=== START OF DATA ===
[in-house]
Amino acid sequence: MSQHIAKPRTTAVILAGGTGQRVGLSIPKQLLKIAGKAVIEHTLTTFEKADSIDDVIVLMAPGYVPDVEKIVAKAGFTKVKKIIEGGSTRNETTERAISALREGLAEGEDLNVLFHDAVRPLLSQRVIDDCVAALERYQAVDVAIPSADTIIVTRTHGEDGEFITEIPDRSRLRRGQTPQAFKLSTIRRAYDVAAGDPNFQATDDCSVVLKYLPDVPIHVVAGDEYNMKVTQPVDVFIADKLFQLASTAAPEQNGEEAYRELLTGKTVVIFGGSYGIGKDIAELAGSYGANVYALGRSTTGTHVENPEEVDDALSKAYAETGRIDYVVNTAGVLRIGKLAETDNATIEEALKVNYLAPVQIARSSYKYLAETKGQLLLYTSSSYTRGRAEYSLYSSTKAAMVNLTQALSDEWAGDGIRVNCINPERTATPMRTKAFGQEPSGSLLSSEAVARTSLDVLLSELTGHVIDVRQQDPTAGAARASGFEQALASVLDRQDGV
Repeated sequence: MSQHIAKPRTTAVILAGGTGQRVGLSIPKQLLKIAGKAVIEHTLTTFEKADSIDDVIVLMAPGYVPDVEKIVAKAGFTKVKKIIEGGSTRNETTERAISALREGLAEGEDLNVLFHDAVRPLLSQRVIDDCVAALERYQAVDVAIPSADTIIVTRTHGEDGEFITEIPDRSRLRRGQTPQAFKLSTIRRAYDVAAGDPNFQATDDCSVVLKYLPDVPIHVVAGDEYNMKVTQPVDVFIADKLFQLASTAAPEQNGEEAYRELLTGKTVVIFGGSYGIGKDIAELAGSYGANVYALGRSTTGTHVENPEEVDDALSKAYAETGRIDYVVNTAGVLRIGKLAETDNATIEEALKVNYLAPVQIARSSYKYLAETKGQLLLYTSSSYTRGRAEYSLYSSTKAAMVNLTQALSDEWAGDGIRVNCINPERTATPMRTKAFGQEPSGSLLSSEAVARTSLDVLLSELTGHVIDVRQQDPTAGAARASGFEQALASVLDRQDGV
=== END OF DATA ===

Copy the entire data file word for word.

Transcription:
[in-house]
Amino acid sequence: MSQHIAKPRTTAVILAGGTGQRVGLSIPKQLLKIAGKAVIEHTLTTFEKADSIDDVIVLMAPGYVPDVEKIVAKAGFTKVKKIIEGGSTRNETTERAISALREGLAEGEDLNVLFHDAVRPLLSQRVIDDCVAALERYQAVDVAIPSADTIIVTRTHGEDGEFITEIPDRSRLRRGQTPQAFKLSTIRRAYDVAAGDPNFQATDDCSVVLKYLPDVPIHVVAGDEYNMKVTQPVDVFIADKLFQLASTAAPEQNGEEAYRELLTGKTVVIFGGSYGIGKDIAELAGSYGANVYALGRSTTGTHVENPEEVDDALSKAYAETGRIDYVVNTAGVLRIGKLAETDNATIEEALKVNYLAPVQIARSSYKYLAETKGQLLLYTSSSYTRGRAEYSLYSSTKAAMVNLTQALSDEWAGDGIRVNCINPERTATPMRTKAFGQEPSGSLLSSEAVARTSLDVLLSELTGHVIDVRQQDPTAGAARASGFEQALASVLDRQDGV
Repeated sequence: MSQHIAKPRTTAVILAGGTGQRVGLSIPKQLLKIAGKAVIEHTLTTFEKADSIDDVIVLMAPGYVPDVEKIVAKAGFTKVKKIIEGGSTRNETTERAISALREGLAEGEDLNVLFHDAVRPLLSQRVIDDCVAALERYQAVDVAIPSADTIIVTRTHGEDGEFITEIPDRSRLRRGQTPQAFKLSTIRRAYDVAAGDPNFQATDDCSVVLKYLPDVPIHVVAGDEYNMKVTQPVDVFIADKLFQLASTAAPEQNGEEAYRELLTGKTVVIFGGSYGIGKDIAELAGSYGANVYALGRSTTGTHVENPEEVDDALSKAYAETGRIDYVVNTAGVLRIGKLAETDNATIEEALKVNYLAPVQIARSSYKYLAETKGQLLLYTSSSYTRGRAEYSLYSSTKAAMVNLTQALSDEWAGDGIRVNCINPERTATPMRTKAFGQEPSGSLLSSEAVARTSLDVLLSELTGHVIDVRQQDPTAGAARASGFEQALASVLDRQDGV